The chemiluminescent microparticle immunoassay (CMIA), which is designed for use on Abbott’s fully-automated Architect family of analyzers, quantitatively determines cardiac troponin I (cTnI) in human plasma and serum for the diagnosis of myocardial infarction (MI).

In addition, cTnI values are used to assess 30-day and 90-day prognosis relative to all-cause mortality and major adverse cardiac events (MACE), including myocardial infarction, revascularization, and cardiac death, in patients who present with symptoms suggestive of acute coronary syndrome (ACS).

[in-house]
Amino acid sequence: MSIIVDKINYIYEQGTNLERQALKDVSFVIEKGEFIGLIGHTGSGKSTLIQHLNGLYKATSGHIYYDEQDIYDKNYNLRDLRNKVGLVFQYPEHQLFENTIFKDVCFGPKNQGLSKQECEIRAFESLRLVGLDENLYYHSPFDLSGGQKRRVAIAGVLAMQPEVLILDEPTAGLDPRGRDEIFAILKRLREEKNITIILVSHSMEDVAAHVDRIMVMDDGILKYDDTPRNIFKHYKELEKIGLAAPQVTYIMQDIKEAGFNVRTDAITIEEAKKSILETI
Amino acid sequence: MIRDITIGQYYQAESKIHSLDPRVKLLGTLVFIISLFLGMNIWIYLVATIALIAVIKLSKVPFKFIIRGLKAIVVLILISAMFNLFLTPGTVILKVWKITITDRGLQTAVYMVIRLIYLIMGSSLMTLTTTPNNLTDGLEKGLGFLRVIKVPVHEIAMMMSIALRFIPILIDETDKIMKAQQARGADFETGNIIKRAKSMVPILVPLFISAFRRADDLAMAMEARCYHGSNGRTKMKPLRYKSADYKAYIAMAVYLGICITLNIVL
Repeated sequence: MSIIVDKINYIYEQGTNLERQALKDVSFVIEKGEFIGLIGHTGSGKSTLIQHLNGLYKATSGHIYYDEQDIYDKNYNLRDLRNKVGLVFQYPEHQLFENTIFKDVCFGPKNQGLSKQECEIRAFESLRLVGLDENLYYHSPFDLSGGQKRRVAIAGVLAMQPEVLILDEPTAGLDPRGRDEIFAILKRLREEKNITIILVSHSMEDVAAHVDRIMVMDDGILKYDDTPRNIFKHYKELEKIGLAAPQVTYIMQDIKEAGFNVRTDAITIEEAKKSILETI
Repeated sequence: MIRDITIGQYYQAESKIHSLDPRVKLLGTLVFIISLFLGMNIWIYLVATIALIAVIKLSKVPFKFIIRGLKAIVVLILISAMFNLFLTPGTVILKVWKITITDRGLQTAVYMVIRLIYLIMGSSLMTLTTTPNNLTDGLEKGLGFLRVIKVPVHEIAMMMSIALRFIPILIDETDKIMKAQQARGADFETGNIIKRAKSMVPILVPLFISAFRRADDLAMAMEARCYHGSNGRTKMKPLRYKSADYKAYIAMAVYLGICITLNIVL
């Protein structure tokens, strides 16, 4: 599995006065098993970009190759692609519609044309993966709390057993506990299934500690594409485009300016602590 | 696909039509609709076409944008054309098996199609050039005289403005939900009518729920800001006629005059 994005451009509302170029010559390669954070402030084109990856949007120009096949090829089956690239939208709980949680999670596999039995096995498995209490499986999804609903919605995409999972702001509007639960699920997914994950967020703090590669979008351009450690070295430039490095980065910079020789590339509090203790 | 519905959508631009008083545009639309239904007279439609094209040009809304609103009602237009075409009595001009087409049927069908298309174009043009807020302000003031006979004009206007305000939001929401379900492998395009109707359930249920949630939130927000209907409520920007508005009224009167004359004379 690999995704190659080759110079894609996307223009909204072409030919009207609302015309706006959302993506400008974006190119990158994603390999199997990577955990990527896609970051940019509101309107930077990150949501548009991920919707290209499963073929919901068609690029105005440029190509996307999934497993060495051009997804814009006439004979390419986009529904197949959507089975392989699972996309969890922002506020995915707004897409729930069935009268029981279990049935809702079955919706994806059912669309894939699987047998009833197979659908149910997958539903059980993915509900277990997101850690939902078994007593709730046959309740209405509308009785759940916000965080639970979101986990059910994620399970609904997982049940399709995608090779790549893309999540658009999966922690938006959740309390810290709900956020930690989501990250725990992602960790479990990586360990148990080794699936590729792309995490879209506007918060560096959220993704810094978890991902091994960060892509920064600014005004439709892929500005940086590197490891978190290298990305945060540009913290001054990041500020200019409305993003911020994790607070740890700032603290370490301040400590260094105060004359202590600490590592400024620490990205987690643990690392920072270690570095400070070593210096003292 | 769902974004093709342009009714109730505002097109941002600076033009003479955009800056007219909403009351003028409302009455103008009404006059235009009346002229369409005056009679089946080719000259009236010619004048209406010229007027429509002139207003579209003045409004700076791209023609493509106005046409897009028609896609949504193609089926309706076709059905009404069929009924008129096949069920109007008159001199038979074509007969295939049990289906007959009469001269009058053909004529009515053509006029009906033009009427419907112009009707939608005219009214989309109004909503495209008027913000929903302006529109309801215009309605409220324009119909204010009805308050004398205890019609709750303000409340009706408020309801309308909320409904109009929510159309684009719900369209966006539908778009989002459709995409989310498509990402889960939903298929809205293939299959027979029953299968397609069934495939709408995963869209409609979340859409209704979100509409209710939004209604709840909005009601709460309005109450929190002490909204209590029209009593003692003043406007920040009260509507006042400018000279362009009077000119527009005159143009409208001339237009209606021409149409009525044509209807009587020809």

University Heart Center cardiology director professor Stefan Blankenberg said compared to current tests, the advantage of high sensitive troponin tests is that clinicians may now more precisely confirm or exclude a heart attack much sooner and with higher accuracy compared to contemporary tests.

"This is important information for patient care because we can pursue treatment if needed or avoid invasive therapy and discharge a patient earlier," Blankenberg added.